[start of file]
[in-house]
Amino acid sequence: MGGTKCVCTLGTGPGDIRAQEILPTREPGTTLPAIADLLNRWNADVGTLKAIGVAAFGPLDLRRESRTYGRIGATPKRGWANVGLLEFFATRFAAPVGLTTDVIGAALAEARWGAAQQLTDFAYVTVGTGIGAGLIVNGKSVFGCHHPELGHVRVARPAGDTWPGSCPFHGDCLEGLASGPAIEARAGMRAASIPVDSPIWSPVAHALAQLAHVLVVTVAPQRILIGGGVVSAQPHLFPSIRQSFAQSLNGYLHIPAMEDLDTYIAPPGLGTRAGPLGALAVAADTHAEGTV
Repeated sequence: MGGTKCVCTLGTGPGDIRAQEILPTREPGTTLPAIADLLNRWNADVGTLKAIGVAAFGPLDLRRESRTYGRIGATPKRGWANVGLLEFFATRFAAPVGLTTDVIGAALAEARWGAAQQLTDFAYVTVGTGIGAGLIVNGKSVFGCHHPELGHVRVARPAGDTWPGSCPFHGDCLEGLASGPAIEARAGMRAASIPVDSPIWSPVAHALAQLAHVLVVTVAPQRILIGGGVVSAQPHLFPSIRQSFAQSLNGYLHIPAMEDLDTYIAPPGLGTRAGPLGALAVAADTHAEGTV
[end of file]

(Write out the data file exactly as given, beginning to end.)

[in-house]
Amino acid sequence: MGGTKCVCTLGTGPGDIRAQEILPTREPGTTLPAIADLLNRWNADVGTLKAIGVAAFGPLDLRRESRTYGRIGATPKRGWANVGLLEFFATRFAAPVGLTTDVIGAALAEARWGAAQQLTDFAYVTVGTGIGAGLIVNGKSVFGCHHPELGHVRVARPAGDTWPGSCPFHGDCLEGLASGPAIEARAGMRAASIPVDSPIWSPVAHALAQLAHVLVVTVAPQRILIGGGVVSAQPHLFPSIRQSFAQSLNGYLHIPAMEDLDTYIAPPGLGTRAGPLGALAVAADTHAEGTV
Repeated sequence: MGGTKCVCTLGTGPGDIRAQEILPTREPGTTLPAIADLLNRWNADVGTLKAIGVAAFGPLDLRRESRTYGRIGATPKRGWANVGLLEFFATRFAAPVGLTTDVIGAALAEARWGAAQQLTDFAYVTVGTGIGAGLIVNGKSVFGCHHPELGHVRVARPAGDTWPGSCPFHGDCLEGLASGPAIEARAGMRAASIPVDSPIWSPVAHALAQLAHVLVVTVAPQRILIGGGVVSAQPHLFPSIRQSFAQSLNGYLHIPAMEDLDTYIAPPGLGTRAGPLGALAVAADTHAEGTV